2009/11/22

Henry Grimes Trio with David Murray & Hamid Drake, Barcelona, 2005-10-03

Henry Grimes- Double bass
David Murray- Tenor saxophone
Hamid Drake- Drums & percussions

1) 28:48
2) 17:28
3) 15:56
4) 21:05
5) 16:53
6) 10:10
--------
1h 50' 20"

MP3. (138.7 MB) (Since April, 1st, 2013)



Some notes from Wikipedia.org:

Henry Grimes (born November 3, 1935, Philadelphia, Pennsylvania) is a jazz double bassist.

After more than a decade of activity and performance, notably as a leading bassist in free jazz, Grimes completely disappeared from the music scene by 1970. Grimes was often presumed dead, but he was rediscovered in 2002 and returned to performing.

Early life & performing career

As a child, Grimes took up the violin, then began playing tuba, English horn, percussion, and finally the double bass at age 13 or 14, while he was in high school. Grimes furthered his musical studies at Juilliard, and established a reputation as a versatile bassist in the mid 1950s. He recorded or performed with saxophonists Gerry Mulligan and Sonny Rollins, pianist Thelonious Monk, singer Anita O'Day, clarinetist Benny Goodman and many others. At a time when bassist Charles Mingus was experimenting with a second bass player in his band, Grimes was the person he selected for the job.

Gradually growing interested in free jazz, Grimes performed with most of the music's important names, including pianist Cecil Taylor, trumpeter Don Cherry, saxophonists Steve Lacy, Pharoah Sanders, Archie Shepp, and Albert Ayler. He released one album, The Call as a trio leader for the ESP-Disk record label in 1965. The album features Perry Robinson on clarinet, Tom Price on drums and is considered to be of a great quality representative of his career.

Disappearance & resurrection

In the late 1960s, Grimes career came to a halt after his move to California. It was commonly assumed Grimes had died; he was listed as such in several jazz reference works. Then Marshall Marrotte, a social worker and jazz fan, set out to discover Grimes's fate once and for all. In 2003, he found Grimes alive but nearly destitute, without a bass to play, renting a tiny apartment in Los Angeles, California, writing poetry and doing odd jobs to support himself. He had fallen out of touch with the jazz world and was unaware Albert Ayler had died, but was eager to perform again.

Word spread of Grimes's 'resurrection', and some musicians and fans offered their help. Bassist William Parker donated a bass (nicknamed "Olive Oil", for its distinctive greenish color) and with David Gage's help had it shipped from New York to Los Angeles, and others assisted with travel expenses and arranging performances. Grimes's return was featured in The New York Times and on National Public Radio. A documentary film is planned, as is a biography.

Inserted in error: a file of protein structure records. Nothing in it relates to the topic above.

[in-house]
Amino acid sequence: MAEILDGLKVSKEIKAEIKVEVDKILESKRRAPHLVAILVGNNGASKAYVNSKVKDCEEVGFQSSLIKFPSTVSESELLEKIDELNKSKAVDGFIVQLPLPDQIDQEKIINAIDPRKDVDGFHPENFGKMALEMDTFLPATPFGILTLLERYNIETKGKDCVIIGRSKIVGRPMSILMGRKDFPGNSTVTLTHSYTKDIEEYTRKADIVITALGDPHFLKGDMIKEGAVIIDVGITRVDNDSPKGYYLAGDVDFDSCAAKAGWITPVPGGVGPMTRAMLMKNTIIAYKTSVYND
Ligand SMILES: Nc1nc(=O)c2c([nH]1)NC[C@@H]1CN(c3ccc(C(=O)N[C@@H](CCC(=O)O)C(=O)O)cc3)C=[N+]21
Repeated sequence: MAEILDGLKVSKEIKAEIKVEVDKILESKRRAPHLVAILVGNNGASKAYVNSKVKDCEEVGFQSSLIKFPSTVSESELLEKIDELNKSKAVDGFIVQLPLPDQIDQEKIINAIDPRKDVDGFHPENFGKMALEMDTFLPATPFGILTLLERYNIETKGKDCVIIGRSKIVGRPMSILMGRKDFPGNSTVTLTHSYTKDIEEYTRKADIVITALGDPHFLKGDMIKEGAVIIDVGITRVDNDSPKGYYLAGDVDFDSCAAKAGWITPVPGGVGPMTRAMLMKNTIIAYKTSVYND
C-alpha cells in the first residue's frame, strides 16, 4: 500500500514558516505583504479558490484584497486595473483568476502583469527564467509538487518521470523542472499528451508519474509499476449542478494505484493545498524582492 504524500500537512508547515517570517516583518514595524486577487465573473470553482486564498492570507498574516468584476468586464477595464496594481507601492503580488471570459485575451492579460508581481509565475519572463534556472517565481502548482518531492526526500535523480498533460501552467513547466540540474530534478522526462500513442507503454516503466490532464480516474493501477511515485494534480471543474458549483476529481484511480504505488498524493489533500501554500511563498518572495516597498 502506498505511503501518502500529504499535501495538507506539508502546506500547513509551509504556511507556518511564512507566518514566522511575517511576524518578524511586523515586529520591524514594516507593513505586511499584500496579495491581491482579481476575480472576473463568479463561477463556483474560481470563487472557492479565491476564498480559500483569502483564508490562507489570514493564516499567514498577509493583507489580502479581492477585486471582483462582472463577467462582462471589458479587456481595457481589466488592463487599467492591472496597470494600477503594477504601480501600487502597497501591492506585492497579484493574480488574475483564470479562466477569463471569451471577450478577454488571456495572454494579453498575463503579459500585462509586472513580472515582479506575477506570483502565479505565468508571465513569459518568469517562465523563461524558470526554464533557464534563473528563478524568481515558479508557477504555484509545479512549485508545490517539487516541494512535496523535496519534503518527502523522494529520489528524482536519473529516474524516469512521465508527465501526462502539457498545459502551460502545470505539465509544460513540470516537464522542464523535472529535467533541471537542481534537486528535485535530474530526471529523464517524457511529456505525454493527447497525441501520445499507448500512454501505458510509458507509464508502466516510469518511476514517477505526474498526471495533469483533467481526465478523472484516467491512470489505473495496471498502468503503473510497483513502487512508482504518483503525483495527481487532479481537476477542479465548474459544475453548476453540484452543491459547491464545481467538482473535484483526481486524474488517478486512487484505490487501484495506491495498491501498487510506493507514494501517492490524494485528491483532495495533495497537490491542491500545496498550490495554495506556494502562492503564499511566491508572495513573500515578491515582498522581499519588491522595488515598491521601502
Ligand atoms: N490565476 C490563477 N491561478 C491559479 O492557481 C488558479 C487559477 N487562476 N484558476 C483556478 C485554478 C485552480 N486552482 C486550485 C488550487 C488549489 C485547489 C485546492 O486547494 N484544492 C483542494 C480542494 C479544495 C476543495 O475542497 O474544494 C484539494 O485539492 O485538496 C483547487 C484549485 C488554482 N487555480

(...)


Henry's latest record:



Henry's astounding, impassioned non-stop 2&1/2-hour-plus bass and violin session for ILK Music (Denmark) that took place in March, 'O8 was released in January, 'O9 (ilkmusic.com #151 CD). Here's a review from Bruce Lee Gallanter of Downtown Music Gallery:

"... This fabulous two-disc set features an entire unedited and uninterrupted solo bass and violin performance. Henry takes his time and works his way through many layers and textures of plucked and bowed double bass and violin, digging deep into his most creative world of sounds. One would think that it is difficult to sustain interest throughout a long solo bass performance, but not here. This disc is superbly recorded and Henry's bass sounds warm, strong and life-affirming. I turned this disc up while listening to it at home and in the store and let it wash over me like layers of warm molasses. It sounds and feels so good to me and no doubt will work its magic over you."




CDs & books by Henry Grimes: click here.

Reaccions:

5 Comments:

jazzme said...

Thanks , I met David Murray and Milford Graves in Sept

Anonymous said...

i have heard this there and then - en vivo - and, boy, what can i say, ¿mindblowing? & god bless the recordist for putting the mike so close to Grimes. old dogs do bite.

- ctrl.z.jones

falesch said...

Greetings, The sound is painful because the channels are 180-degrees out of phase. The wonderful Henry Grimes needs you to flip the polarity of one of the channels (which I just did on my copy), then he will appear center stage and the lower octaves of his thundering bass will not be so inebriated. Ciao, --Bob.

Anonymous said...

Hello Dere!! Could you reup
Henry Grimes Trio with David Murray & Hamid Drake, Barcelona, 2005-10-03
It´s a wonderful post and the links
are dead.
many thanks,
mike

Bernie said...

Done

 

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